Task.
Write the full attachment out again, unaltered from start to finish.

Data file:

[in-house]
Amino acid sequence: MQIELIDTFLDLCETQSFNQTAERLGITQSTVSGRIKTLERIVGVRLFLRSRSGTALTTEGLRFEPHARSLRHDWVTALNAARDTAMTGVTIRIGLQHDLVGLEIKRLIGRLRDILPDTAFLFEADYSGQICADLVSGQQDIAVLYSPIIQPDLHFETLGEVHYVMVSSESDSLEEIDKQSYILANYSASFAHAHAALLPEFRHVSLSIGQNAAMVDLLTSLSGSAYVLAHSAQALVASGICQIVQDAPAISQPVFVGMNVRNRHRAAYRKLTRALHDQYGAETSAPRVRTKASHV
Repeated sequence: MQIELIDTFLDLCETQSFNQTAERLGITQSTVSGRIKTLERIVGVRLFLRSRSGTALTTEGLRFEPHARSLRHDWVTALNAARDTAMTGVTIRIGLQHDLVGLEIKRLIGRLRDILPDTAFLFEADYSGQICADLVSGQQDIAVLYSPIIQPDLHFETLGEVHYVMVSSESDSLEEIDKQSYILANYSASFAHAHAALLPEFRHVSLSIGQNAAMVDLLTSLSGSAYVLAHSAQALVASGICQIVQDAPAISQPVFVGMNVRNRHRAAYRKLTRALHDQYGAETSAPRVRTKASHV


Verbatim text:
[in-house]
Amino acid sequence: MQIELIDTFLDLCETQSFNQTAERLGITQSTVSGRIKTLERIVGVRLFLRSRSGTALTTEGLRFEPHARSLRHDWVTALNAARDTAMTGVTIRIGLQHDLVGLEIKRLIGRLRDILPDTAFLFEADYSGQICADLVSGQQDIAVLYSPIIQPDLHFETLGEVHYVMVSSESDSLEEIDKQSYILANYSASFAHAHAALLPEFRHVSLSIGQNAAMVDLLTSLSGSAYVLAHSAQALVASGICQIVQDAPAISQPVFVGMNVRNRHRAAYRKLTRALHDQYGAETSAPRVRTKASHV
Repeated sequence: MQIELIDTFLDLCETQSFNQTAERLGITQSTVSGRIKTLERIVGVRLFLRSRSGTALTTEGLRFEPHARSLRHDWVTALNAARDTAMTGVTIRIGLQHDLVGLEIKRLIGRLRDILPDTAFLFEADYSGQICADLVSGQQDIAVLYSPIIQPDLHFETLGEVHYVMVSSESDSLEEIDKQSYILANYSASFAHAHAALLPEFRHVSLSIGQNAAMVDLLTSLSGSAYVLAHSAQALVASGICQIVQDAPAISQPVFVGMNVRNRHRAAYRKLTRALHDQYGAETSAPRVRTKASHV